By Divyaa Ravishankar, Frost & Sullivan
Liquid biopsy is a minimally invasive diagnostic tool helping not only in oncology applications, but playing an increasing role in applications including reproductive health and infectious diseases. The technology has a robust scope along the patient journey, from detecting cancer early and offering diagnosis to therapy monitoring and monitoring recurrence.
Therapy guidance is liquid biopsy’s leading application, with early cancer detection being one of the promising near-term applications, depending upon when liquid biopsy can be proven at least equivalent to current imaging and screening tests (e.g., colonoscopy, low dose CT, etc.).
Liquid biopsy uses multiple techniques, including both molecular and proteomic imaging, depending on the biomarker studied. However, next-generation sequencing (NGS) and quantitative polymerase chain reaction (qPCR) represent the major technologies currently marketed. Currently marketed tests are mostly single-gene tests based on PCR, but the market is moving towards a multi-cancer approach using NGS with a combination of artificial intelligence/machine learning (AI/ML) approaches.
Market Drivers And Restraints
Market drivers outnumber restraints in the liquid biopsy testing market in terms of the addressable market potential and healthcare cost savings. Drivers include:
Market restraints include:
A recent survey assessed the adoption of liquid biopsy in the care continuum. The majority of survey respondents believe liquid biopsy can function as an adjunct to tissue biopsies in one to two years. However, a considerable number of respondents also felt it could take three to four years.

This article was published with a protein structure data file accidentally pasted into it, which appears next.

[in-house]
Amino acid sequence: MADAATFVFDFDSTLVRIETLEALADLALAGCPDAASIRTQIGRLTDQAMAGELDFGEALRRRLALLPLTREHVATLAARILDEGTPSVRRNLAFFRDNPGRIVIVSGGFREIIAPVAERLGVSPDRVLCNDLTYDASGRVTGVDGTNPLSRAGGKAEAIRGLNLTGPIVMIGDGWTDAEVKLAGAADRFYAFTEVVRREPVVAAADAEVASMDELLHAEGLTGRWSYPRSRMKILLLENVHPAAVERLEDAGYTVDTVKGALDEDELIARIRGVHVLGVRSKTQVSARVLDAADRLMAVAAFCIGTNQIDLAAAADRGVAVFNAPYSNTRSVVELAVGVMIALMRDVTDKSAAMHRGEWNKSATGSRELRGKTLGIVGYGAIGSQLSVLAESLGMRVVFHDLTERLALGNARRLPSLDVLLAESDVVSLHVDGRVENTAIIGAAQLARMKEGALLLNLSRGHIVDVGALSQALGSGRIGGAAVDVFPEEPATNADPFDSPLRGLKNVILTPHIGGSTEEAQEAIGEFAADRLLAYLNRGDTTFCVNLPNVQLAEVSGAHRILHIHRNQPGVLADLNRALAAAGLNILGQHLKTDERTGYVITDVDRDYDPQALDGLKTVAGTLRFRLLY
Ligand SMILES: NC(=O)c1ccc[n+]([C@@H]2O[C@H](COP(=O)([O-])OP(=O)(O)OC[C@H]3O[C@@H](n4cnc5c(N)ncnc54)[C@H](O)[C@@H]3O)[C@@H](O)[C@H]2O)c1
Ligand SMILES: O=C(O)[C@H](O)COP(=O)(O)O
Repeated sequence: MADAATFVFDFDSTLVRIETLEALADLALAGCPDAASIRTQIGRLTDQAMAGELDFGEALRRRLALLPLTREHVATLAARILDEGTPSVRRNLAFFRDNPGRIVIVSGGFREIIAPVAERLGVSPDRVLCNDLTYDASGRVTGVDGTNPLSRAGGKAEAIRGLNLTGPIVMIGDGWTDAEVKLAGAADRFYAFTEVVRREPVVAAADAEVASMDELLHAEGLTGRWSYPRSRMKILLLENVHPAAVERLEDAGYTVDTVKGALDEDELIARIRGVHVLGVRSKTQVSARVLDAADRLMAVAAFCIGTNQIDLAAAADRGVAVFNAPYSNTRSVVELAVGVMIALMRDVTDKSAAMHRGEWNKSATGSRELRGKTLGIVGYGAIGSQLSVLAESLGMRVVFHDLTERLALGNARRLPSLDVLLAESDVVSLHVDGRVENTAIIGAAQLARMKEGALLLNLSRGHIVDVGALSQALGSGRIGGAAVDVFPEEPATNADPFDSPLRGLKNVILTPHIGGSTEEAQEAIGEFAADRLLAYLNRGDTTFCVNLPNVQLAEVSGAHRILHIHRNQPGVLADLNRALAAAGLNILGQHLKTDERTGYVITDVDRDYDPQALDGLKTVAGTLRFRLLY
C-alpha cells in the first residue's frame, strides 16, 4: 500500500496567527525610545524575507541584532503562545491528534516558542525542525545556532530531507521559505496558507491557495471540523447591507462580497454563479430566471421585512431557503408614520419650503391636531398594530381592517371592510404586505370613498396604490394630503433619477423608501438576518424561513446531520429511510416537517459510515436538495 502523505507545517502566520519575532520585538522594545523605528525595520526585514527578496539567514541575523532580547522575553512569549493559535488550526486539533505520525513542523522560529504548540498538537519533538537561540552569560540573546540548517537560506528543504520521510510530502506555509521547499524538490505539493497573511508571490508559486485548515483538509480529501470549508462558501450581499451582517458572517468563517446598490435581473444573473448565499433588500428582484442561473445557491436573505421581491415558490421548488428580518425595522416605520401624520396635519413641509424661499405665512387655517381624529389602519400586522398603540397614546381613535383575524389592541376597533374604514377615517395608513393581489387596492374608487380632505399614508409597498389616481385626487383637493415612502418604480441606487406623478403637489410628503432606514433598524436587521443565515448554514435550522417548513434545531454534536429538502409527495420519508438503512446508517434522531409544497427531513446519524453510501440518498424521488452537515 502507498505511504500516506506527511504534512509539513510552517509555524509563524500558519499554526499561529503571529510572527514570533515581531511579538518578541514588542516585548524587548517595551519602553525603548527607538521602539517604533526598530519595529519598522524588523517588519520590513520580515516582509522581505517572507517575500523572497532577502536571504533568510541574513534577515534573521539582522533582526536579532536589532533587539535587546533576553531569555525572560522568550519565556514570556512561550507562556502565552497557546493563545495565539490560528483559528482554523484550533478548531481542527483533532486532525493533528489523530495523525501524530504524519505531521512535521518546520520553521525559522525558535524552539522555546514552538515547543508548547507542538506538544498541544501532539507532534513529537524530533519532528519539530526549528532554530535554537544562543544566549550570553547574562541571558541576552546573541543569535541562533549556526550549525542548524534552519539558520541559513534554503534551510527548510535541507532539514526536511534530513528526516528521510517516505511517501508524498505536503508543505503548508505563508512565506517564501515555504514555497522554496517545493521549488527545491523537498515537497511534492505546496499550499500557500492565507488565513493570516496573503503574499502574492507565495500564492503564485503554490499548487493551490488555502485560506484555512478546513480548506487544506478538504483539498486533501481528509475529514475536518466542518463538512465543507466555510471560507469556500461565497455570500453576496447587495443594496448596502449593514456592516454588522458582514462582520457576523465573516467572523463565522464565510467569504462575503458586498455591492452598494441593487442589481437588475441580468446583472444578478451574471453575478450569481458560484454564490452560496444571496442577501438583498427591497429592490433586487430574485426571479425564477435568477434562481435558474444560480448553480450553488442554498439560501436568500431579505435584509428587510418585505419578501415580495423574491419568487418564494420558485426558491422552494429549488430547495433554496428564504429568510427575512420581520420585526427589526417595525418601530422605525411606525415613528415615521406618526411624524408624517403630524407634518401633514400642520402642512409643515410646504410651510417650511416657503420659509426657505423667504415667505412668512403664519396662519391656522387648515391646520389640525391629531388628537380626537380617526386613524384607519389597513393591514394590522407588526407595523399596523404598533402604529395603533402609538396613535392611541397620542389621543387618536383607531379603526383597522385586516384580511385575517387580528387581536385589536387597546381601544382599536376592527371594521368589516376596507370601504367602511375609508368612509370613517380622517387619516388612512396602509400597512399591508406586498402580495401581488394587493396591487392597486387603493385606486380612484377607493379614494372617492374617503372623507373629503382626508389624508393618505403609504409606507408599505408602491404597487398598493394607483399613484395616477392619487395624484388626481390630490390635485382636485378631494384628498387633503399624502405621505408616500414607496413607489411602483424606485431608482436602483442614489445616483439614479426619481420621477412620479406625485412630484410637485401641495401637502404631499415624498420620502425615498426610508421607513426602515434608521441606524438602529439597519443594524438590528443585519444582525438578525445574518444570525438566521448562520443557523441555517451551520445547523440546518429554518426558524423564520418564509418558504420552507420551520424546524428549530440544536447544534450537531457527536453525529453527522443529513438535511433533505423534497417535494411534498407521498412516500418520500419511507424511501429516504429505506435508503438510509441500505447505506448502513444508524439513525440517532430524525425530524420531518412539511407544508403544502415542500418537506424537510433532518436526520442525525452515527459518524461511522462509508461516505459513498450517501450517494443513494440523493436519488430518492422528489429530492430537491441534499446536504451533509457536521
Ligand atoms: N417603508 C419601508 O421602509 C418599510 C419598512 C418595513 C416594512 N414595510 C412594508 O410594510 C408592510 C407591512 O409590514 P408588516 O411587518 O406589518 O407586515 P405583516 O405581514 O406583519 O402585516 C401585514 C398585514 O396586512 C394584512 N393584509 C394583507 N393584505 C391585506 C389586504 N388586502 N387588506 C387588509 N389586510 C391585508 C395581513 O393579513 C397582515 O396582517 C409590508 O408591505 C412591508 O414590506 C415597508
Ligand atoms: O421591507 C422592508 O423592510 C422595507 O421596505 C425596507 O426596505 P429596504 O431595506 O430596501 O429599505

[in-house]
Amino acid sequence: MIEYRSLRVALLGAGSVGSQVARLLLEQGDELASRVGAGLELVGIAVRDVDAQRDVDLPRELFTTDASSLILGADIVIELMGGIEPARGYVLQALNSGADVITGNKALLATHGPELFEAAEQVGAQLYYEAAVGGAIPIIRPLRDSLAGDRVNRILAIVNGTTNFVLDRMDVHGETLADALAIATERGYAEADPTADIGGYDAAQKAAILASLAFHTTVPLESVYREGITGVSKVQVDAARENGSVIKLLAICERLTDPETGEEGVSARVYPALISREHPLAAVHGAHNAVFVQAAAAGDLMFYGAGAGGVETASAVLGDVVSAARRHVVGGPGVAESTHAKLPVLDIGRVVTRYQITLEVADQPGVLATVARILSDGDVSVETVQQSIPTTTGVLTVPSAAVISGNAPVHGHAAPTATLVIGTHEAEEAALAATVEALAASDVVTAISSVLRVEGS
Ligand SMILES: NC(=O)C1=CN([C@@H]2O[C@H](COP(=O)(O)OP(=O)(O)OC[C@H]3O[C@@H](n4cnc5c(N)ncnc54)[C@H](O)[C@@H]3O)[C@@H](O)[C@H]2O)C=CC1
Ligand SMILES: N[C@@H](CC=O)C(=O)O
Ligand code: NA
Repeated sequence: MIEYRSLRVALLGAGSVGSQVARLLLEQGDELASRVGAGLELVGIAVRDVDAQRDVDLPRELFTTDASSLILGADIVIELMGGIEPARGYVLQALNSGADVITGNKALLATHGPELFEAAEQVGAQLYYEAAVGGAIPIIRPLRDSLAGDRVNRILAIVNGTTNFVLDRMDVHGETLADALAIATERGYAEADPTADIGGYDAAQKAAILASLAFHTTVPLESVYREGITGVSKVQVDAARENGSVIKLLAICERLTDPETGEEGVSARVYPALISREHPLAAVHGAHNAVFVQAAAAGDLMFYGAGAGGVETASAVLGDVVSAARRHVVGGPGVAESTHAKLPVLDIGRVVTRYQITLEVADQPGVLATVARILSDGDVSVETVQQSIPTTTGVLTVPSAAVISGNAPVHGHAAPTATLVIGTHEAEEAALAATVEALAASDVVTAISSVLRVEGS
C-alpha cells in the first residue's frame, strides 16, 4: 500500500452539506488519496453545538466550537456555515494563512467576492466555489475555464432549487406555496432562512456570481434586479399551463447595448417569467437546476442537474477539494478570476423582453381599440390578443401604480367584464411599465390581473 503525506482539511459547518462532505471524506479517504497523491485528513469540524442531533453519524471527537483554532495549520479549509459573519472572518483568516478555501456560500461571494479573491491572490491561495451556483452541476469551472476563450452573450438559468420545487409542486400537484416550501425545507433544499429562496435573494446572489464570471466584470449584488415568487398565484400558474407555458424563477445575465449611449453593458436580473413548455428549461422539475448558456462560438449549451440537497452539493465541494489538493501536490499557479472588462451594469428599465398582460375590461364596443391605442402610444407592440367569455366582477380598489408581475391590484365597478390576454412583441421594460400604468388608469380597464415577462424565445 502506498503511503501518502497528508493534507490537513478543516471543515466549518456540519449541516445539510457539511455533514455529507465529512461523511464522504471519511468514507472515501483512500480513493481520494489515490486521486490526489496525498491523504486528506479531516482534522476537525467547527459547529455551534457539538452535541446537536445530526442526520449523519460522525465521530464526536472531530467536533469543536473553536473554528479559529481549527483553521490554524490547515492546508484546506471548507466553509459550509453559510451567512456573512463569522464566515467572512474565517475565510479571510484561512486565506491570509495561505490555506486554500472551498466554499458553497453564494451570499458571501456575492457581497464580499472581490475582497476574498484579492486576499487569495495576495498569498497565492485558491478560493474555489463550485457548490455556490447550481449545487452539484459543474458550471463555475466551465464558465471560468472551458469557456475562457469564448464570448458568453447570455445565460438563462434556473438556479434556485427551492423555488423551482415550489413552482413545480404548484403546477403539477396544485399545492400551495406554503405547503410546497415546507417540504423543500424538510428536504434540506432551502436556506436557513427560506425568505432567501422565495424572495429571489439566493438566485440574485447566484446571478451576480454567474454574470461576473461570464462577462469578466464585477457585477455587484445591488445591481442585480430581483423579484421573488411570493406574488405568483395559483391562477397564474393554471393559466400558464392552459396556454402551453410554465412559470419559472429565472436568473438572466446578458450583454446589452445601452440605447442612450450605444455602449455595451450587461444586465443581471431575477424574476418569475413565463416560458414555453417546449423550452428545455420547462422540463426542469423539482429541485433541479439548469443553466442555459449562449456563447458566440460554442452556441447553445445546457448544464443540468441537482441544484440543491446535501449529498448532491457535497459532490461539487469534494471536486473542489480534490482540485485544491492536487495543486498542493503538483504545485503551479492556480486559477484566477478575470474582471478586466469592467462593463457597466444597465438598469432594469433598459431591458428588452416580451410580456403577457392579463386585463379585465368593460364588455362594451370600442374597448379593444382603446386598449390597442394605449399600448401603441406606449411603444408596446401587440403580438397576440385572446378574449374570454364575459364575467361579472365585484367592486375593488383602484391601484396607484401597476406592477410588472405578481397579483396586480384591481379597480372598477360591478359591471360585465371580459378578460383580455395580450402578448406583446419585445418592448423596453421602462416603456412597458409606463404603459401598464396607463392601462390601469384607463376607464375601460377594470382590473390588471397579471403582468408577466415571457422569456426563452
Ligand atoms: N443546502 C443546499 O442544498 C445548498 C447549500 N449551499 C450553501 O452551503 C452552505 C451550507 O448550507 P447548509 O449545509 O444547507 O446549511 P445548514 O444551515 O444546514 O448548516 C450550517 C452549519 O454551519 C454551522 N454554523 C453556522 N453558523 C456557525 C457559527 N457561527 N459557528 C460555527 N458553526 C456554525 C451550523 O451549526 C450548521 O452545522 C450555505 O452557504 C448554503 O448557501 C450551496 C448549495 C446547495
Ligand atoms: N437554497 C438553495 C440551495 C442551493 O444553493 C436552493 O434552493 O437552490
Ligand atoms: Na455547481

When questioned about the most promising applications of liquid biopsy, survey respondents most often indicated therapy monitoring, diagnosis of recurrence, and post-treatment follow-ups responses.
Liquid Biopsy Outlook
The liquid biopsy market remains unregulated in most countries, where most tests are offered as laboratory developed tests (LDTs) with a self-pay option. This is expected to change as reimbursement procedures evolve, along with incorporating such tests in standard care guidelines. Additionally, more companies are leaning towards providing health systems with enterprise access to their tests. This initiative is based not just on test cost, but also on monetizing patient conditions indicated by the test.
To summarize, present opportunities for liquid biopsy include helping pharma companies select patients for clinical trials. Therapy monitoring and recurrence represent near-term opportunities. Finally, the early cancer screening market is a lucrative opportunity where liquid biopsy tests could potentially displace the current, predominantly imaging-based screening modality.
Companies are looking beyond circulating tumor cells (CTCs) and ctDNA, investigating exosomes and nucleosomes for their potential to diagnose cancers early. NGS remains the preferred chemistry, but the incorporation of AI/ML technology is making a difference in the competitive positioning of companies.
About The Author
Divyaa Ravishankar has over 12 years’ experience in market research and management consulting. In addition to authoring numerous reports in the area of in-vitro diagnostics, she has advised clients on market trends, implications, and strategies on diverse topics as next-generation technologies, end user and product/feature/pricing analysis, merger and acquisition target analysis, international market expansion strategies, detailed demand modeling, and competitive analysis. Ms. Ravishankar earned her master’s degree in Biological Sciences from Birla Institute of Technology.